Welcome to ‘slot-ins’ – an initiative from the YorkClio team for busy teachers building a coherent and connected curriculum!
A slot-in is a two-page narrative that can be used with students as part of a topic, as extension, as homework… wherever you can broaden and deepen students’ knowledge with a good story. Each slot-in is concept rich and requires students to read and think and consider going deeper into the topic. Every one also comes with some brief teacher notes to provide some ideas about how they can be adapted and used in lessons.
We have called these resources ‘slot-ins’ because they are focused on topics that have too often been ‘bolted-on’ – if they have been taught at all. For example, we were utterly fed up of the idea of a lesson on ‘Medieval Women’, as we felt it usually led to women being forgotten for the rest of the topics on the middle ages. “Fifty per cent of the population should be everywhere and we need to slot-in their stories to what we do, not bolt them on as an afterthought!” — we thought! However, we recognise that in a jam-packed curriculum, we need to provide stories that intersect, for example the story of a woman with fighting as a soldier in World War One.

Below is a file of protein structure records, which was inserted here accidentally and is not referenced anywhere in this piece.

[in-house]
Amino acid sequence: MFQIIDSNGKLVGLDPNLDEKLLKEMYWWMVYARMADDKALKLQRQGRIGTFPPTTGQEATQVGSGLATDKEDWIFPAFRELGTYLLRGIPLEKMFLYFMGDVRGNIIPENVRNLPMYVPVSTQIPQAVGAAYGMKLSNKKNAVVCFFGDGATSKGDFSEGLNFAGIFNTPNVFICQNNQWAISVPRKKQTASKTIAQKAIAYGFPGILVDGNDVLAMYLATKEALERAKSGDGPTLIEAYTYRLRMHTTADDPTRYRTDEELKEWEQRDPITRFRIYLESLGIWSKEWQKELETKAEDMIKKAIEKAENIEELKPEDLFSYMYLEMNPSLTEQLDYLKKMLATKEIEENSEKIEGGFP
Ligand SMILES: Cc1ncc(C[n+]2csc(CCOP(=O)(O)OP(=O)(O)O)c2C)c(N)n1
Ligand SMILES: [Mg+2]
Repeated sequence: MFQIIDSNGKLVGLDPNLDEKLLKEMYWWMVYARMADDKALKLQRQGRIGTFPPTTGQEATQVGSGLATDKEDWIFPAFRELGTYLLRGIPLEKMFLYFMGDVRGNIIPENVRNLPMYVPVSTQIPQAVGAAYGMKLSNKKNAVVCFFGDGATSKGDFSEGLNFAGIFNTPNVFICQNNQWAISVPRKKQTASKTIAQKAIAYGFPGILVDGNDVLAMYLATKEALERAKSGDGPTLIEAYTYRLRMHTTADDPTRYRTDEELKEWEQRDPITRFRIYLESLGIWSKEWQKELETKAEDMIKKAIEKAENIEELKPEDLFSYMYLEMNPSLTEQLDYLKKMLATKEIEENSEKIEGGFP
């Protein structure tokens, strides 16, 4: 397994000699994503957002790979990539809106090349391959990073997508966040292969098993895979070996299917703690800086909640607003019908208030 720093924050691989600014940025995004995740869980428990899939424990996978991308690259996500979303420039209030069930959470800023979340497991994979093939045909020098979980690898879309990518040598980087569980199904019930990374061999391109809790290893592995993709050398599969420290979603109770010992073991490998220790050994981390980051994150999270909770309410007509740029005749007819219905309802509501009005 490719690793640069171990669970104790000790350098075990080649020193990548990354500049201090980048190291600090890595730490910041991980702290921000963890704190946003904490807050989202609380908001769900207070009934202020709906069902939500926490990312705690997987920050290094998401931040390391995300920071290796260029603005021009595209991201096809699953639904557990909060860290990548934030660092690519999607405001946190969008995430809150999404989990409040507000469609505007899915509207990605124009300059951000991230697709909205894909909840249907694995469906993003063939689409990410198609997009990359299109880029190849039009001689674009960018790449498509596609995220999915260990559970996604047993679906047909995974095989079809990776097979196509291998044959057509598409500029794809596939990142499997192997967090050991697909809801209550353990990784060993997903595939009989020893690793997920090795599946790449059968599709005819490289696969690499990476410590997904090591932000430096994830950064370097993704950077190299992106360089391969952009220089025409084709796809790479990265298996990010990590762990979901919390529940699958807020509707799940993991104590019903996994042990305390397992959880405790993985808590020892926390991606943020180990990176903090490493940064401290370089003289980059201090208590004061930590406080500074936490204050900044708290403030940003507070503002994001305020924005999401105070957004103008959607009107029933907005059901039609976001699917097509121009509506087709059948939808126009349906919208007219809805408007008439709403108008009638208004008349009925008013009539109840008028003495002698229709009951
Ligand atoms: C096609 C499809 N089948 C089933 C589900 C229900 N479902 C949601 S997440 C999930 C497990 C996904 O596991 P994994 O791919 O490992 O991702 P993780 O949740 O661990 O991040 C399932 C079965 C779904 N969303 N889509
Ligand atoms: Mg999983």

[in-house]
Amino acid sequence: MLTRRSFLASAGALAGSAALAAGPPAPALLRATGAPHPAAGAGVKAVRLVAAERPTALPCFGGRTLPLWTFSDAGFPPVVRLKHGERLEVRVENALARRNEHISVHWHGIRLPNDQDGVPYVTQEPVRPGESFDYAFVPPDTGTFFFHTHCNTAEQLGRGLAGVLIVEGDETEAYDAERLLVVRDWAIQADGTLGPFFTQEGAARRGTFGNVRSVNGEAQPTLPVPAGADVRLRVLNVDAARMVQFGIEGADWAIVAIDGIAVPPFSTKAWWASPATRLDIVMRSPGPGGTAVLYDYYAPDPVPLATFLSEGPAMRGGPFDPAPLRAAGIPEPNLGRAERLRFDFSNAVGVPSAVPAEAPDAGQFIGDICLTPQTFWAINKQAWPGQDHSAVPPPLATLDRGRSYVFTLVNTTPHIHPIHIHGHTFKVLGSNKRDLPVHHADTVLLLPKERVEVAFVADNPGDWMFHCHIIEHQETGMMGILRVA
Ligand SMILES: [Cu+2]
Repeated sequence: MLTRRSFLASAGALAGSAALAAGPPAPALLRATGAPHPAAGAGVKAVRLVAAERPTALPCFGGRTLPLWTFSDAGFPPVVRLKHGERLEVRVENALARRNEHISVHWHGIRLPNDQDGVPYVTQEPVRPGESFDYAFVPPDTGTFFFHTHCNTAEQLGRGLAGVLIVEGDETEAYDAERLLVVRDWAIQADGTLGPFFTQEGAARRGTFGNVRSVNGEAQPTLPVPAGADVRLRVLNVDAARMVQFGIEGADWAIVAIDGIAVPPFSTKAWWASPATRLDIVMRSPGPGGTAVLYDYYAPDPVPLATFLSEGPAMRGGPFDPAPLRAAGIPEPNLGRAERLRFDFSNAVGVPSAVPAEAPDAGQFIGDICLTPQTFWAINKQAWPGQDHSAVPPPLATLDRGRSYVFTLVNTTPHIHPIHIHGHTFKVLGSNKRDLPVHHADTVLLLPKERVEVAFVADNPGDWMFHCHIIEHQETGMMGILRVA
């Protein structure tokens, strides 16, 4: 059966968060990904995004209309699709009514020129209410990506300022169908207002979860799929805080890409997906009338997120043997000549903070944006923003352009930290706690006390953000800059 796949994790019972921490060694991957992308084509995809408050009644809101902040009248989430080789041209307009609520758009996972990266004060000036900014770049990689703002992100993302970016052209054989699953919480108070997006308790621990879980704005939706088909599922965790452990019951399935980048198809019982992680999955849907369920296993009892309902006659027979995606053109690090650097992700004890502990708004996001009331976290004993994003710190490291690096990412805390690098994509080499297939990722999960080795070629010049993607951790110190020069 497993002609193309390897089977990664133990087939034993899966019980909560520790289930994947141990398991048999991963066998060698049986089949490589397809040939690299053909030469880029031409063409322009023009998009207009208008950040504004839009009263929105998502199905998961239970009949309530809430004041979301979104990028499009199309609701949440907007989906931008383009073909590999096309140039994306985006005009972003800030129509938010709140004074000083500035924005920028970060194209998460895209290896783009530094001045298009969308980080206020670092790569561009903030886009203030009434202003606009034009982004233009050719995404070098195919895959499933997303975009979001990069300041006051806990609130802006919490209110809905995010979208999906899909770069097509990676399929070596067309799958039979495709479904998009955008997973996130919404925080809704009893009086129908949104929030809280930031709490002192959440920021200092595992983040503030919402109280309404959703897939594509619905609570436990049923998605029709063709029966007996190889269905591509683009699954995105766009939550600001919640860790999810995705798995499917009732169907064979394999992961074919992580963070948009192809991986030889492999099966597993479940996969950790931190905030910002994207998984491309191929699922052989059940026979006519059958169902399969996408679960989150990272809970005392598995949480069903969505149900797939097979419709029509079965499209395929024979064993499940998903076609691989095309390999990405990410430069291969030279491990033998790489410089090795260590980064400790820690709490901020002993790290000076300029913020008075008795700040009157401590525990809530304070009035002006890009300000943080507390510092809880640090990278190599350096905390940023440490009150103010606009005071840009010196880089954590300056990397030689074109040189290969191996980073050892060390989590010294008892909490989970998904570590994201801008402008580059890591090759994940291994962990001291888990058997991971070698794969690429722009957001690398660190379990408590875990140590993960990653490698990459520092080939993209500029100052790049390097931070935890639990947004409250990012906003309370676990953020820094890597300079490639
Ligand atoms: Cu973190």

Slot-ins are two-page narratives for students that are about a less told story, or a little-known person or group. However, each of the topics is concept rich and adds something important to the wider knowledge of students, often also improving sense of period and sense of place. Many of the stories are designed to bring histories together, for example using a story of disability connected to the abolition of the British slave trade, and a story of disability linked to the Tudor monarchs . Hopefully they are all intriguing and add complexity to the past. Some of the slot-ins are connected to local history, so they can be slotted in at points in the wider (often national) story to focus students on history on a different scale.